Analysis - Ministers will decide today the level of restrictions New Zealanders will have to live under - but the signs are not looking good for Auckland to move out of level 4, or even a change for the rest of the country.
Cabinet will consider whether Auckland will move to level 3 at midnight on Tuesday, and whether everyone else is ready to move out of level 2.
"Mystery" cases and three sub-clusters in Auckland, where the virus is spreading beyond household and close contacts, remain a cause for concern; alongside the three people who presented to Middlemore Hospital with Covid-19, or who were later found to have the virus.
This all means the outbreak in Auckland is not contained and Prime Minister Jacinda Ardern said she would be keeping in mind the risk that still poses for other regions - decisions she will announce at 4pm.
Twenty cases were reported yesterday, 23 on Saturday and 11 on Friday, all in Auckland.
Ardern acknowledged how "hard it is when numbers jump around ... and that is not a sign of failure, it's not a sign that what we're doing isn't working", she said on Sunday.
"It just means that Delta is harder and the tail therefore is harder - but it's not impossible."
A note of positivity from those working on the ground, their message - "We still know where the vast majority of our cases are coming from," Ardern said.
Director-General of Health Dr Ashley Bloomfield said out of the 16 sub-clusters in Auckland, seven are "considered to be contained", with a further six resulting in spread to only household or close contacts.
Three, though, remain of concern because of "spread beyond households", now the focus of "intensive follow-up". He warned that, based on past experience, a further 50 cases could result from very close contacts in the broader outbreak, but they are people who have been in isolation.
A lot more would be known even in the next 24 hours, he said on Sunday.
"We're at that point now in the outbreak where we really can focus down and as long as we maintain that good testing, especially of symptomatic people, but in those suburbs of interest, which has been very good over the last week, then that will help us just confirm that there's not those ongoing chains of transmission in the community."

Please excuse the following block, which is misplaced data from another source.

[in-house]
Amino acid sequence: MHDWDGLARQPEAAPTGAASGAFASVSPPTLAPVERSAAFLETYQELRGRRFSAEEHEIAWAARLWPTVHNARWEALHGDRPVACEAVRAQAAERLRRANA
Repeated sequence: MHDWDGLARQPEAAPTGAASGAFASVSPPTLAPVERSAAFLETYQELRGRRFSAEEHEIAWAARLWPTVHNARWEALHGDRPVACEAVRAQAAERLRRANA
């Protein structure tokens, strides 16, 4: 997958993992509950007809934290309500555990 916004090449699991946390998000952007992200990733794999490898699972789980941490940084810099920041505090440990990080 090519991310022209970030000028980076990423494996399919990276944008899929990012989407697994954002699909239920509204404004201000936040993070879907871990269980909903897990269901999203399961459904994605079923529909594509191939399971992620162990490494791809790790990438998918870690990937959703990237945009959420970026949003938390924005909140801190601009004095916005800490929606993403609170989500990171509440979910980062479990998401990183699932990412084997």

That situation could have some bearing on the rest of the country, as signalled by Ardern.
While work had been done to put a seal around the Auckland border, "no policy will be iron-clad", she said.
There is still a lot of movement - essential workers, commuters and freight - all heavily restricted. Even then, the trip by the Auckland couple to their holiday home in Wanaka, that will now see them up before a court, shows the border rules are not being respected by all. That equals greater risk, even as police report generally high levels of compliance.
There is mounting pressure from regions which - have been free from Covid for months - do not accept the need for the same level of restrictions as places which have not.
The wage subsidy's available to any business suffering a certain loss of revenue while Auckland stays in those higher alert levels, which could include those in some southern hotspots, but that only goes so far. They will be looking for not only general business to resume under level 1 in their own backyard, but for Aucklanders to be free to travel and holiday away.
When asked about the connection between Auckland and alert level settings elsewhere, Ardern said the "tolerance for risk" had to be considered.
"While you have an outbreak that is still producing cases ... mystery cases, which means people who aren't necessarily quarantined yet, and our risk tolerance for the ability of that to move through the country."
Different Australian states and other parts of the world showed how difficult it was to contain the virus through border controls, she said.
Ardern said New Zealand was a place with a a large amount of movement: "Every time we move alert levels and we need to give people a chance to get home, it took us 48 hours to put on enough planes to get some people out of parts of the country that they were in."
"We have a lot of freight movement, we have a lot of essential workers who for very good reason have an ability to move and it is not just into the immediate surrounding area."
Ardern said on Sunday Cabinet would be considering the latest advice and "just the relative risk to the rest of the country when we still have an active outbreak in Auckland".
"Yes - one where we know the majority of where those cases are coming from - but an active outbreak nonetheless."